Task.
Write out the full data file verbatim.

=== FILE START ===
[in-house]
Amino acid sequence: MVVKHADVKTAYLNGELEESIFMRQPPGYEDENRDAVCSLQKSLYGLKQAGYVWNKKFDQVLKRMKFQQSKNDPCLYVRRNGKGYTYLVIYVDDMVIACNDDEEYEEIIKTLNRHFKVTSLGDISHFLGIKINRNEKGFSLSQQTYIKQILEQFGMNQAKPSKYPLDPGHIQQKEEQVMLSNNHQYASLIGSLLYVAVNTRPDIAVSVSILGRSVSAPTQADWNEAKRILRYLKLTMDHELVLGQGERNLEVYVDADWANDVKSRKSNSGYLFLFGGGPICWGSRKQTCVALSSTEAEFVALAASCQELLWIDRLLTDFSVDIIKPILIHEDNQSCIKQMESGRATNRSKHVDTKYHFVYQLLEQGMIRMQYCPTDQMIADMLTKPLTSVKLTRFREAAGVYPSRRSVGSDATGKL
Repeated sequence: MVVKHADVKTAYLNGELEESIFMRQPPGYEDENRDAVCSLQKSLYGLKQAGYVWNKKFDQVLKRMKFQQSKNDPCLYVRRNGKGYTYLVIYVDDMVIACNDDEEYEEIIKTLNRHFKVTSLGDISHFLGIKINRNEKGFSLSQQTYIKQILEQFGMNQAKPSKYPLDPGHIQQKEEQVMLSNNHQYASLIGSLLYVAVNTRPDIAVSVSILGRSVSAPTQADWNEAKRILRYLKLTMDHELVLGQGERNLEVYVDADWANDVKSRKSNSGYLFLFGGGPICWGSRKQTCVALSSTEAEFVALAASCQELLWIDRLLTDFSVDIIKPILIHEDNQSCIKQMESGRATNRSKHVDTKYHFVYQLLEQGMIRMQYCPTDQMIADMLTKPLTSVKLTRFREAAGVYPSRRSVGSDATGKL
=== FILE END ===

[in-house]
Amino acid sequence: MVVKHADVKTAYLNGELEESIFMRQPPGYEDENRDAVCSLQKSLYGLKQAGYVWNKKFDQVLKRMKFQQSKNDPCLYVRRNGKGYTYLVIYVDDMVIACNDDEEYEEIIKTLNRHFKVTSLGDISHFLGIKINRNEKGFSLSQQTYIKQILEQFGMNQAKPSKYPLDPGHIQQKEEQVMLSNNHQYASLIGSLLYVAVNTRPDIAVSVSILGRSVSAPTQADWNEAKRILRYLKLTMDHELVLGQGERNLEVYVDADWANDVKSRKSNSGYLFLFGGGPICWGSRKQTCVALSSTEAEFVALAASCQELLWIDRLLTDFSVDIIKPILIHEDNQSCIKQMESGRATNRSKHVDTKYHFVYQLLEQGMIRMQYCPTDQMIADMLTKPLTSVKLTRFREAAGVYPSRRSVGSDATGKL
Repeated sequence: MVVKHADVKTAYLNGELEESIFMRQPPGYEDENRDAVCSLQKSLYGLKQAGYVWNKKFDQVLKRMKFQQSKNDPCLYVRRNGKGYTYLVIYVDDMVIACNDDEEYEEIIKTLNRHFKVTSLGDISHFLGIKINRNEKGFSLSQQTYIKQILEQFGMNQAKPSKYPLDPGHIQQKEEQVMLSNNHQYASLIGSLLYVAVNTRPDIAVSVSILGRSVSAPTQADWNEAKRILRYLKLTMDHELVLGQGERNLEVYVDADWANDVKSRKSNSGYLFLFGGGPICWGSRKQTCVALSSTEAEFVALAASCQELLWIDRLLTDFSVDIIKPILIHEDNQSCIKQMESGRATNRSKHVDTKYHFVYQLLEQGMIRMQYCPTDQMIADMLTKPLTSVKLTRFREAAGVYPSRRSVGSDATGKL